• You will need lots and lots of clothes. Babies are messy, as you have figured out in your journey of parenthood. Pack two to three outfits for every day. It may seem excessive, but you will thank me later! Include shoes as well; even the smallest of babies need foot protection. If you are camping in a cooler environment, pack a coat. If you are camping in a sunny place, get a hat and baby-sized sunglasses to protect their skin and eyes from damage.
  • If you are traveling on foot anywhere during your camping trip with your baby, you will want a stroller. Babies can be heavy after a while, and your arms will ache forever. It is a good workout, but you came to relax!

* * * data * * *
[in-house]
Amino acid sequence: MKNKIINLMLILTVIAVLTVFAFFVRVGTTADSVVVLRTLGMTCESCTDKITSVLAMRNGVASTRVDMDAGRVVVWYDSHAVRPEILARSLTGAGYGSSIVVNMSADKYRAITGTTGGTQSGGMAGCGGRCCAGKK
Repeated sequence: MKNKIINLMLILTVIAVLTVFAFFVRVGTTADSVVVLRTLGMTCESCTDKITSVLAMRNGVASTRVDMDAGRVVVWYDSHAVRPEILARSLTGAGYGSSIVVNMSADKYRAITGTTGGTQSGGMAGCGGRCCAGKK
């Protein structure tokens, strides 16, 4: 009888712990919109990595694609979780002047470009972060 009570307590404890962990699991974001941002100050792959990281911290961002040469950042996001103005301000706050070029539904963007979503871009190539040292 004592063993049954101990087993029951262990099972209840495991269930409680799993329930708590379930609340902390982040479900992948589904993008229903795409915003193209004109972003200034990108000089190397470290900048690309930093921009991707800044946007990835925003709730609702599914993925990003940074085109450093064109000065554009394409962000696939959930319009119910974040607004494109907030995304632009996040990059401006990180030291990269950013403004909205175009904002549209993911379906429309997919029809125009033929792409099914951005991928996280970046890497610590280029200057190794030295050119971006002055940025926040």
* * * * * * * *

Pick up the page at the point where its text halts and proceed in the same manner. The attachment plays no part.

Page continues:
• Baby sling. Along the same vein, you may want to carry your baby hands-free. That is what baby slings are for. They are comfortable and often affordable. There’s a learning curve involved with properly tying them, but I am sure you’ll have it in no time!
  • You can’t follow your baby’s every move. You may be a great parent, but you are not actually a superhero. When you need a break, sit them down with some toys in a playpen to keep them from wandering. This could also bring a bonus nap if they get comfortable, no coaxing attached! These generally are not super compact, so make sure you have room in your vehicle. Trust me, it is worth it.
  • Every child needs something to keep them occupied, and birdwatching doesn’t cut it. Babies love soft toys and things that sparkle or make noise. Keep a few of them around and get some much-needed rest and relaxation while they play.
  • First aid kit. This is for everyone in your group, not just your baby. You need bandages, sanitizing wipes, Neosporin, and safe medicines at least. Pack some baby Tylenol for fever reduction. Babies should not have regular painkillers.